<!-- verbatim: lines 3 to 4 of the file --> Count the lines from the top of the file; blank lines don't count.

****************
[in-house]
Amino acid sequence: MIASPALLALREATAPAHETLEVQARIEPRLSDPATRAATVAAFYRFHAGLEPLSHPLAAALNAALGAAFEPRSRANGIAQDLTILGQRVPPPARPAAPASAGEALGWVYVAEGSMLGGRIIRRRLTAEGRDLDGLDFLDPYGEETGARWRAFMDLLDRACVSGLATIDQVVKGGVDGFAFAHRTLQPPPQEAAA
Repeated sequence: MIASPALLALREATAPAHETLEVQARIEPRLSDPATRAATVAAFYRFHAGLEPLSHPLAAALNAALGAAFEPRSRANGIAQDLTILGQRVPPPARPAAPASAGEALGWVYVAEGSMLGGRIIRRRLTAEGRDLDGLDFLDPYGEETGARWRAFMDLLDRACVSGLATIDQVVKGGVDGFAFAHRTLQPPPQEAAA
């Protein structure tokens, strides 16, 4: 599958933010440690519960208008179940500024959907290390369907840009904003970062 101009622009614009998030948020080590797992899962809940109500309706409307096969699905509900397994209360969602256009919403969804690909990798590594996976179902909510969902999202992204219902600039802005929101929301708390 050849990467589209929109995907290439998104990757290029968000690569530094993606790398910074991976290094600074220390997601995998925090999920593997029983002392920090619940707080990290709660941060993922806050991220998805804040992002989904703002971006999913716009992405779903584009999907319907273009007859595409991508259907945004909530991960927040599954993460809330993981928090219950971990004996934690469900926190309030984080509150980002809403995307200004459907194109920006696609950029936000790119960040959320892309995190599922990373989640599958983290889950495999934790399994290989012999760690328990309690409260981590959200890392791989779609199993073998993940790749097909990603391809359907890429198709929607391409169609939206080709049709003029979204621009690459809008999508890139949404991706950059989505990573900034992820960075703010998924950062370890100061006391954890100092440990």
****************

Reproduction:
Repeated sequence: MIASPALLALREATAPAHETLEVQARIEPRLSDPATRAATVAAFYRFHAGLEPLSHPLAAALNAALGAAFEPRSRANGIAQDLTILGQRVPPPARPAAPASAGEALGWVYVAEGSMLGGRIIRRRLTAEGRDLDGLDFLDPYGEETGARWRAFMDLLDRACVSGLATIDQVVKGGVDGFAFAHRTLQPPPQEAAA
């Protein structure tokens, strides 16, 4: 599958933010440690519960208008179940500024959907290390369907840009904003970062 101009622009614009998030948020080590797992899962809940109500309706409307096969699905509900397994209360969602256009919403969804690909990798590594996976179902909510969902999202992204219902600039802005929101929301708390 050849990467589209929109995907290439998104990757290029968000690569530094993606790398910074991976290094600074220390997601995998925090999920593997029983002392920090619940707080990290709660941060993922806050991220998805804040992002989904703002971006999913716009992405779903584009999907319907273009007859595409991508259907945004909530991960927040599954993460809330993981928090219950971990004996934690469900926190309030984080509150980002809403995307200004459907194109920006696609950029936000790119960040959320892309995190599922990373989640599958983290889950495999934790399994290989012999760690328990309690409260981590959200890392791989779609199993073998993940790749097909990603391809359907890429198709929607391409169609939206080709049709003029979204621009690459809008999508890139949404991706950059989505990573900034992820960075703010998924950062370890100061006391954890100092440990």